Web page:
A Suffolk University/USA TODAY statewide poll released Sunday found Sanders with the support of 35% of likely Democratic primary voters, well ahead of Bloomberg at 16%, Biden at 14% and Warren at 12%. 

Turnout among Latino voters – who represent a third of the state's eligible voters and only 15% of whom register Republican – is likely to be high. That is probably more good news for Sanders, who won more than half of Latino caucusgoers in neighboring Nevada on Feb. 22, according to entrance polls. 


Delegates up for grabs: 67 

What to watch: A few facts make Colorado's primary stand out: It conducts all-mail elections; it's one of the only Super Tuesday states with more unaffiliated voters than registered Republicans or Democrats; and this will be its first primary since ditching the caucus format after the 2016 election. 

Sanders, who won the state in 2016, appears poised to win it again. Two polls released last week found him with a double-digit lead. 

"I think you can predict that Bernie Sanders will likely do well," said Floyd Ciruli, a Denver-based pollster and analyst. "If he wins here, that will show that this state remains a state with a lot of voters who like to shake things up."


Delegates up for grabs: 24 

What to watch: Like Colorado, Maine ditched the caucus system and, for the first time in two decades, will hold a primary instead.

There hasn't been much polling on the Democratic race in the state, where Sanders beat Hillary Clinton in 2016 by nearly 30 percentage points. One of the few, a Colby College poll conducted Feb. 10-13, found Sanders ahead at 25%, followed by Bloomberg at 14% and Biden at 12%.

That same poll found Sara Gideon, the speaker of the Maine House of Representatives, leading the Democratic primary to challenge GOP incumbent Sen. Susan Collins in the fall.

Collins, who seeks a fifth term, faces the toughest race of her Senate career in the moderately blue state after voting with President Donald Trump on controversial issues such as impeachment, the confirmation of Supreme Court Justice Brett Kavanaugh and the tax cuts in 2017.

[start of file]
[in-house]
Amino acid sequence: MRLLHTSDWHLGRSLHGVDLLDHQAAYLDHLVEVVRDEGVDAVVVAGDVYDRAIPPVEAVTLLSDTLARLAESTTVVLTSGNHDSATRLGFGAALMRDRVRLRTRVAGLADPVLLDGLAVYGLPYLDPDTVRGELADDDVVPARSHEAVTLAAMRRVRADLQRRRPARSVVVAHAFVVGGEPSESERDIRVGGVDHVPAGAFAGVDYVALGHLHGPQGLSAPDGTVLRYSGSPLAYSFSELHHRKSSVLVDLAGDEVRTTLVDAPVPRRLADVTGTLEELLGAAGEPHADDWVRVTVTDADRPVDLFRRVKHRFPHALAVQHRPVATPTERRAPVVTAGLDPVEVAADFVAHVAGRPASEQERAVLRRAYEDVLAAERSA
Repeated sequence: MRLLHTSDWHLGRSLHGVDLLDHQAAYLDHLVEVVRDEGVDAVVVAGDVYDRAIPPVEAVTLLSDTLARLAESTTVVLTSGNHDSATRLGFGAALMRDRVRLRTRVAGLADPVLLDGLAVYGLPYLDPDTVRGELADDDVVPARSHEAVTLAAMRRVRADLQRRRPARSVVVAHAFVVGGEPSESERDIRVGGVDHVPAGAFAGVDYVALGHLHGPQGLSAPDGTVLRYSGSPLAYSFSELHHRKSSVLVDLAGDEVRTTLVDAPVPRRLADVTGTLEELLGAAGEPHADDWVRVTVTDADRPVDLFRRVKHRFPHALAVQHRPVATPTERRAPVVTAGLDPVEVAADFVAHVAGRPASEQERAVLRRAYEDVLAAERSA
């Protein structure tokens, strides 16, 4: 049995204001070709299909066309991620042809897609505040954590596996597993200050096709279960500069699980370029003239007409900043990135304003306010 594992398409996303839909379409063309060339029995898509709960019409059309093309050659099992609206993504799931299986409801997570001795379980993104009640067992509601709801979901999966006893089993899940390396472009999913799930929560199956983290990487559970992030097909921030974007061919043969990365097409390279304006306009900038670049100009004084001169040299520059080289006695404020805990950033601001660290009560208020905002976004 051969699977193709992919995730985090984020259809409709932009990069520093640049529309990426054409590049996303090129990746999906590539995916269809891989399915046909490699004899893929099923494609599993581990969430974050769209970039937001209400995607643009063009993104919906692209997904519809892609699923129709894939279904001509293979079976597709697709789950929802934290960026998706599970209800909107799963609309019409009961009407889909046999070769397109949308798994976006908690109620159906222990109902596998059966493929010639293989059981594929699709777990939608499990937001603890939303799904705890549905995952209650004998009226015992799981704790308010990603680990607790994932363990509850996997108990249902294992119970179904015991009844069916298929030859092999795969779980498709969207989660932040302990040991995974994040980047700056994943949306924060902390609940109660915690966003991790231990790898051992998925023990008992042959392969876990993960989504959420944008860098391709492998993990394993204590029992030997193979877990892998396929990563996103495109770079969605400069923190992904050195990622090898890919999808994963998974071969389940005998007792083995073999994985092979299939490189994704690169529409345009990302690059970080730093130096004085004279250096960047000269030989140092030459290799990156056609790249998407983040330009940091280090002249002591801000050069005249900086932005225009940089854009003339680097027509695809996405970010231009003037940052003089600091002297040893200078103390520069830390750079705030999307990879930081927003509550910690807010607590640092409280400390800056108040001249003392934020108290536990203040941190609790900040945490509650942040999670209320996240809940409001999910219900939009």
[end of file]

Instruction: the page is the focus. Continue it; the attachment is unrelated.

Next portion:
Delegates up for grabs: 91 

What to watch: Warren is in a fight to win her home state, according to a poll conducted by Suffolk University for the Boston Globe and WBZ-TV that found her with the support of 22% of likely Democratic primary voters, trailing Sanders at 24%.

They were followed by Bloomberg (13%), Biden (11%) and Gabbard (4%). 


Delegates up for grabs:75

What to watch: Sanders won the state in 2016 with 62% of the vote. This year, he has the endorsement of Rep. Ilhan Omar and the liberal group TakeAction Minnesota.

Minnesota Sen. Klobuchar's departure could pave the way for Sanders to walk away with the state's delegates, unless Klobuchar persuades the bulk of her supporters to cast their ballots for Biden, whom she endorsed.

North Carolina

Delegates up for grabs: 110

What to watch: Trump – who is crushing his lone primary opponent, former Massachusetts Gov. Bill Weld – will hold a rally in Charlotte the night before the primary. 

Republican Sen. Thom Tillis, will be on the ballot in November, and Democratic primary voters will determine Tuesday who will take him on. 

The leading candidates to face Tillis are ex-state legislator Cal Cunningham, an Iraq War veteran who ran unsuccessfully for U.S. Senate 10 years ago, and state Sen. Erica Smith. Cunningham has the backing of the national party over Smith, who is more liberal.

In the Democratic presidential race, polls show a tight race with Sanders, Biden and Bloomberg at the top.


Delegates up for grabs: 37